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Article
Designing Constructive Systems Based on the Spine Structure
Advances in Environmental Biology ISSN-1995-0756 (2014)
  • Neda Salsabili, Universidad Politécnica de Madrid (UPM)
Abstract
Bionics or bionic architecture is a science which draws the technical inspiration of buildings and constructions from diverse behavior and connections of the living creatures’ world and resolves technical issues in biological ways. Objective: Bionics was first introduced in the 1950s and is seen in a lot of works done in different sciences. Nowadays, bionic architecture as a sub-set of this science has been recognized as one of the three world’s supreme sciences and this shows that what we had as architecture before has created some tensions in today’s human life and architecture has lost its original and fundamental base (the nature). Results: In fact, it is time to reconsider the nature and to stand up and do something in return for the compensation of all our historic negligence in this regard. Indeed, bionic architecture is the product of 3 main elements: structure, mechanism, and form. What we have now in architecture is only the application of mechanism and form rather than structure. There are a lot of researches and studies on living creatures especially humans that have not been considered yet. Conclusion: On the first sight, it may be assumed that human’s body is very complicated, but by studying it we come to this conclusion that it has a very comprehensible and applicable structure contrary to our assumption. In the present study, it is attempted to design an appropriate structure system by studying spine’s kinesiology and understanding all the connections among its components so that the structural system can perform a lot of diverse actions and can keep its balance all the time just like the spine.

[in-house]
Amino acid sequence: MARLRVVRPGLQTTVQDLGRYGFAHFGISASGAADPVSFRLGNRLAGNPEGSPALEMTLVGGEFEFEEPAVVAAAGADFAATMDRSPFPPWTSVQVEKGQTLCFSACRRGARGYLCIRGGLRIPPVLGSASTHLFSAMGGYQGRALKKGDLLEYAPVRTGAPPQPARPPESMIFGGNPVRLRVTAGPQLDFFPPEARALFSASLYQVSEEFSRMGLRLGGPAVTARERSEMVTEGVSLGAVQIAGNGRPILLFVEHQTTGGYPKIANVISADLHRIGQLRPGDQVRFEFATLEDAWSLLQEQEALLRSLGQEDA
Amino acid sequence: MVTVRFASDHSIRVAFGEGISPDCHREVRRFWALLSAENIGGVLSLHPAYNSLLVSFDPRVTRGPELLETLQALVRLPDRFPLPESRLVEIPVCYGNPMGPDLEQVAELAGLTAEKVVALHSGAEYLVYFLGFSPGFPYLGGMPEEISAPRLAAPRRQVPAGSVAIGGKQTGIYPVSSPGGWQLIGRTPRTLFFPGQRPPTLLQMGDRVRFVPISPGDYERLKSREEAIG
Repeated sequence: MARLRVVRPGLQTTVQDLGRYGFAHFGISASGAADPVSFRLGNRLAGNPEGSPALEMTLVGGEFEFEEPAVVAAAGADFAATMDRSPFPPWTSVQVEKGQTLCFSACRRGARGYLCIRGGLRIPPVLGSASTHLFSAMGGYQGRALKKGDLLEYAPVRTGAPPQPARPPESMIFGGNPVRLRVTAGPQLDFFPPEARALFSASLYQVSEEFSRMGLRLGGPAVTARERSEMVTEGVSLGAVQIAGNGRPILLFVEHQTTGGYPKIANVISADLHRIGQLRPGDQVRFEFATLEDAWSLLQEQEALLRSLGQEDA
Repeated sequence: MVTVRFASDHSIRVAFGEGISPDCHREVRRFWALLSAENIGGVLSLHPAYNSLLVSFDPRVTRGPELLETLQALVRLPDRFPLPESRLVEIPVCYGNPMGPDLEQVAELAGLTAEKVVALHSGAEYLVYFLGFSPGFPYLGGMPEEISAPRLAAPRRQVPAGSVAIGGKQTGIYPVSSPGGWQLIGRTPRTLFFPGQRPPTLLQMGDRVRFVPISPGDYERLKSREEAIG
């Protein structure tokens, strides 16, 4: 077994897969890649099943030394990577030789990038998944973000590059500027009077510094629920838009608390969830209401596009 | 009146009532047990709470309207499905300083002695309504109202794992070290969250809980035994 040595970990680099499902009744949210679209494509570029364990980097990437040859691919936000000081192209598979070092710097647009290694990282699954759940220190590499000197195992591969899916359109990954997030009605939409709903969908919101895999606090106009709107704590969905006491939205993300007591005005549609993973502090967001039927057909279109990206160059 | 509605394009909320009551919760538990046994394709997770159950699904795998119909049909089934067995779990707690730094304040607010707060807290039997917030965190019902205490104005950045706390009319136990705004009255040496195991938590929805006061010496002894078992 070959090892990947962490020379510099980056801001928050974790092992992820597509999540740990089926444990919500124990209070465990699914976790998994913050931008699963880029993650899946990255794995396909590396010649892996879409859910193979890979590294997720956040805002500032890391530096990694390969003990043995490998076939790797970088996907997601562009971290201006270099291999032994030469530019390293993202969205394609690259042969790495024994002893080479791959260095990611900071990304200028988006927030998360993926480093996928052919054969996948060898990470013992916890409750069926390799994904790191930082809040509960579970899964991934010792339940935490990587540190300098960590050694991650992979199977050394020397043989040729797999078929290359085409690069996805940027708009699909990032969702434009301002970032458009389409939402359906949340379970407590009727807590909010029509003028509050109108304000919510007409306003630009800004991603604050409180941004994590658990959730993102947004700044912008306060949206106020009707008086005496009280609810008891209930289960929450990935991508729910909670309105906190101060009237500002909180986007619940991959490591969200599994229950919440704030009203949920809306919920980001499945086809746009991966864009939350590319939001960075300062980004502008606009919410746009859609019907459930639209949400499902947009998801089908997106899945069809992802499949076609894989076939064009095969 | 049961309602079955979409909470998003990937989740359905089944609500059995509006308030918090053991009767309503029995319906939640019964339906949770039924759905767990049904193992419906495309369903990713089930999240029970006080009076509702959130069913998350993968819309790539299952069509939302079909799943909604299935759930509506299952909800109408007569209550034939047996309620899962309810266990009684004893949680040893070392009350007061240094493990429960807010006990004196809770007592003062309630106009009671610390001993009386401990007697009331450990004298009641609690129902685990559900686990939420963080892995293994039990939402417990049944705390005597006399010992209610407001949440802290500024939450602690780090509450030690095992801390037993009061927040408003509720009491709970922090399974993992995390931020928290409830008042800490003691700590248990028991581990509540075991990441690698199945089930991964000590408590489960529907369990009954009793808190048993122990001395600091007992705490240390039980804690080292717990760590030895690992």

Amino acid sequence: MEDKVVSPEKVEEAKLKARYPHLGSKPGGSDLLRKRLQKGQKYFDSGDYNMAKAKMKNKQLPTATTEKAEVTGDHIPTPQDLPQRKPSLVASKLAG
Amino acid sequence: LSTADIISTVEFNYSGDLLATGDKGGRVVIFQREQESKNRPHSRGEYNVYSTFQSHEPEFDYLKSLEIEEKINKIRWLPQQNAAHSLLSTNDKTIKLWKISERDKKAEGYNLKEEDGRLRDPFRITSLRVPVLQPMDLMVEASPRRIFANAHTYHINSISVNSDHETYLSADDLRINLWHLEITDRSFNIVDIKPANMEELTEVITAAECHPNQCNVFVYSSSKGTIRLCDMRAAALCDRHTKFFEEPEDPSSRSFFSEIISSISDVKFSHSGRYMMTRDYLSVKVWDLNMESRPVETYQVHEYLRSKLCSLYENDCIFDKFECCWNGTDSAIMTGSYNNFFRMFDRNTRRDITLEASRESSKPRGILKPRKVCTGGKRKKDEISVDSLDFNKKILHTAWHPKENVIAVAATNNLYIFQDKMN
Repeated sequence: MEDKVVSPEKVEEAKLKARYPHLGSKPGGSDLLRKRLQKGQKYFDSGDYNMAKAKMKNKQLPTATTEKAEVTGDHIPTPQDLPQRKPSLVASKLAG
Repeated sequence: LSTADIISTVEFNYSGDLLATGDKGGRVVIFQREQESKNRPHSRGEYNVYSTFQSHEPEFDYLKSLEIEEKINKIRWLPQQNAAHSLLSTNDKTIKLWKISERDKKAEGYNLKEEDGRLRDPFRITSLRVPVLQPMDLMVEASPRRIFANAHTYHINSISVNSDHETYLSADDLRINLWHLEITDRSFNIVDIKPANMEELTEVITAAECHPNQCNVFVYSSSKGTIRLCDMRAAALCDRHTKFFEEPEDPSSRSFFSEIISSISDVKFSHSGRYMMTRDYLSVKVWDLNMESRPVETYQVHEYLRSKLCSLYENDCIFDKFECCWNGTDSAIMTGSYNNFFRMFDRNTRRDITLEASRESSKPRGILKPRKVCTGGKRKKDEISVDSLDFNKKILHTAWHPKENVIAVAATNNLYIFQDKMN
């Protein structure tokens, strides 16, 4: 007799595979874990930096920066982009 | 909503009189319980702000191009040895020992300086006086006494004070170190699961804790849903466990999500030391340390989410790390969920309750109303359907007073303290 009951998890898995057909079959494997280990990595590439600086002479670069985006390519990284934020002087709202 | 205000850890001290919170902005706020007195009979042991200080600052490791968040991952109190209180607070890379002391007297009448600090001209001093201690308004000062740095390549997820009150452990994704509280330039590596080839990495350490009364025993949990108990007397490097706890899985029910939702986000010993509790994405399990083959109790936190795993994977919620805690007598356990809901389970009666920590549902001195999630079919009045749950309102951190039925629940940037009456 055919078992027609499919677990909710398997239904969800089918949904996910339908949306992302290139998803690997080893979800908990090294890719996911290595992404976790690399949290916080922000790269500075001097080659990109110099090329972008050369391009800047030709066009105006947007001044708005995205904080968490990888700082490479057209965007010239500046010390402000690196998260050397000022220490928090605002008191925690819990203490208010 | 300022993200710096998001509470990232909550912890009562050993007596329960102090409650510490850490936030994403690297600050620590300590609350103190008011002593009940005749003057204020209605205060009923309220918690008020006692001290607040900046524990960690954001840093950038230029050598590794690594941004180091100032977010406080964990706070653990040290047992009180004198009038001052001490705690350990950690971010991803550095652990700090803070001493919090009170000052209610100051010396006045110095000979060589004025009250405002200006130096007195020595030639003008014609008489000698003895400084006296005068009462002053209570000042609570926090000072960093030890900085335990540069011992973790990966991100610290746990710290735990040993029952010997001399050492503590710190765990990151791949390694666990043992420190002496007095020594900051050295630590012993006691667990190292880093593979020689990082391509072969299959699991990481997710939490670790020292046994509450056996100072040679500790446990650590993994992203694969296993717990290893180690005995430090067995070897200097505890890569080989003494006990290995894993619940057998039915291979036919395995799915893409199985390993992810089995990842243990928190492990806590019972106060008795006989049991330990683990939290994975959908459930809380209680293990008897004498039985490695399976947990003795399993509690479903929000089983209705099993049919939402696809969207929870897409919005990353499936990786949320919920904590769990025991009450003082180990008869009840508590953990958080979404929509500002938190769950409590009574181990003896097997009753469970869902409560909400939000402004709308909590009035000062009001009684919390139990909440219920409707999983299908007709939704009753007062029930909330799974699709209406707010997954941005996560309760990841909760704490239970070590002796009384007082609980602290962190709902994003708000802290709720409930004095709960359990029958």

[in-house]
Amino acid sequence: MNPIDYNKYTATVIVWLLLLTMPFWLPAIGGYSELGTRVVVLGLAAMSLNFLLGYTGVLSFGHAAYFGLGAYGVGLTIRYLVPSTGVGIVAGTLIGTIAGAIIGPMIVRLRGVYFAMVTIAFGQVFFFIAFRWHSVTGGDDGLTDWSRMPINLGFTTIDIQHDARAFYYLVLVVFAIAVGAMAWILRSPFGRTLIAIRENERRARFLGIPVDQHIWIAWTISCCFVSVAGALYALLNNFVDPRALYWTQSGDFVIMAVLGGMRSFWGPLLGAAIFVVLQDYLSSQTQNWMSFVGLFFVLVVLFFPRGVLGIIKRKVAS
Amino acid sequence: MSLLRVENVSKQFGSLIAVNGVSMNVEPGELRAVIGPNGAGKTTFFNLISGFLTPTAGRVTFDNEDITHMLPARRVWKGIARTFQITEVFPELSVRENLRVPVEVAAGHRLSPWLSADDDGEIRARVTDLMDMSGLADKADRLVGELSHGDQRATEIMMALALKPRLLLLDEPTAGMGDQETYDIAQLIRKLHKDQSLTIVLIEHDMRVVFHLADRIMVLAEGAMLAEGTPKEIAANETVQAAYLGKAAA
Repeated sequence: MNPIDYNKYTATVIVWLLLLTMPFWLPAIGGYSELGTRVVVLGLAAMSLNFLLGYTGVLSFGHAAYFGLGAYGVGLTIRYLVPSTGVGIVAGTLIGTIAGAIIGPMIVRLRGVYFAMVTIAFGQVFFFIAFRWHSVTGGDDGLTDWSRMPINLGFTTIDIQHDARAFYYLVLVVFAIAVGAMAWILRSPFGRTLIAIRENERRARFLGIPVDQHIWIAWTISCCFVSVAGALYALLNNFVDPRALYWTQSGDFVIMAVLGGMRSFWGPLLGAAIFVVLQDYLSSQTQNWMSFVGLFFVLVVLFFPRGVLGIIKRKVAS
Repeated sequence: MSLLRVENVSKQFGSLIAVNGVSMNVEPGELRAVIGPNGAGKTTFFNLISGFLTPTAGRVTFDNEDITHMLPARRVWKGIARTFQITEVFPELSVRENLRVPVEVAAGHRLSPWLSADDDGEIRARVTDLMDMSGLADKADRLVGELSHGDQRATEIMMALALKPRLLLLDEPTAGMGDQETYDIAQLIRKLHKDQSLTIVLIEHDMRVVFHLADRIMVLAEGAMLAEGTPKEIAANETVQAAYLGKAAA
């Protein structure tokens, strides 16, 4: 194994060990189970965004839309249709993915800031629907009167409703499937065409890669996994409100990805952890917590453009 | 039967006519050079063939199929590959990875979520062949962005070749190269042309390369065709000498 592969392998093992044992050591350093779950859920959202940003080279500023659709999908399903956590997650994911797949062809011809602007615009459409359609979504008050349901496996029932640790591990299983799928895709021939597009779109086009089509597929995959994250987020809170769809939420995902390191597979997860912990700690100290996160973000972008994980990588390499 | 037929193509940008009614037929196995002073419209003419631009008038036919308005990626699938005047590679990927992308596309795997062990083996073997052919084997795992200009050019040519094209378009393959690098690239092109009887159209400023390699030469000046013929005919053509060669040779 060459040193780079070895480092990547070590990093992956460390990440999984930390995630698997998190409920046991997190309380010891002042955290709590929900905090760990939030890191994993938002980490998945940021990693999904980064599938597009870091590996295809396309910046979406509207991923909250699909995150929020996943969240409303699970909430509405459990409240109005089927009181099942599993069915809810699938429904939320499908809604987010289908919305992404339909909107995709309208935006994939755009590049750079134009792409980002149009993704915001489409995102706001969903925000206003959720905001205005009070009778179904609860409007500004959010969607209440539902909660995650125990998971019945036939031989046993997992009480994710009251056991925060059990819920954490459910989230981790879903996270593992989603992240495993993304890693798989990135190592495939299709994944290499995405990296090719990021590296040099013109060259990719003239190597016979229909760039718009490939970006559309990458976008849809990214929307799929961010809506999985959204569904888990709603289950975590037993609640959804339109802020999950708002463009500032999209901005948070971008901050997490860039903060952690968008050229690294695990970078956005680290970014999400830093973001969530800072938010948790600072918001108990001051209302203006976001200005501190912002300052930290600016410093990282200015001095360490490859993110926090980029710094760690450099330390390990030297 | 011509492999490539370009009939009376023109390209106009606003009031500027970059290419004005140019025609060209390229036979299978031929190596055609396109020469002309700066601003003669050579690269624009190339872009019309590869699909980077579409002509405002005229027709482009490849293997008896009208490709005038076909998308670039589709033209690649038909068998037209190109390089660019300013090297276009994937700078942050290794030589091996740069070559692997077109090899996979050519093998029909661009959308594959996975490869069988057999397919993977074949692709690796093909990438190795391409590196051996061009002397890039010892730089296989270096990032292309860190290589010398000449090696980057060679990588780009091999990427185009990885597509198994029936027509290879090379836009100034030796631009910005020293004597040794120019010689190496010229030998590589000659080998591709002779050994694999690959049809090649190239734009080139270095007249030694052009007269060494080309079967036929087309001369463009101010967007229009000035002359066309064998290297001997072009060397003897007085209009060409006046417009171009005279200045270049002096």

Keywords
  • Bionics,
  • Bionic architecture,
  • The Spine,
  • Inter-vertebral Structure
Disciplines
Publication Date
Summer August 4, 2014
Citation Information
Neda Salsabili. "Designing Constructive Systems Based on the Spine Structure" Advances in Environmental Biology ISSN-1995-0756 Vol. 8 Iss. 13 (2014) p. 1324 - 1337 ISSN: 1995-0756
Available at: http://works.bepress.com/neda-salsabili/1/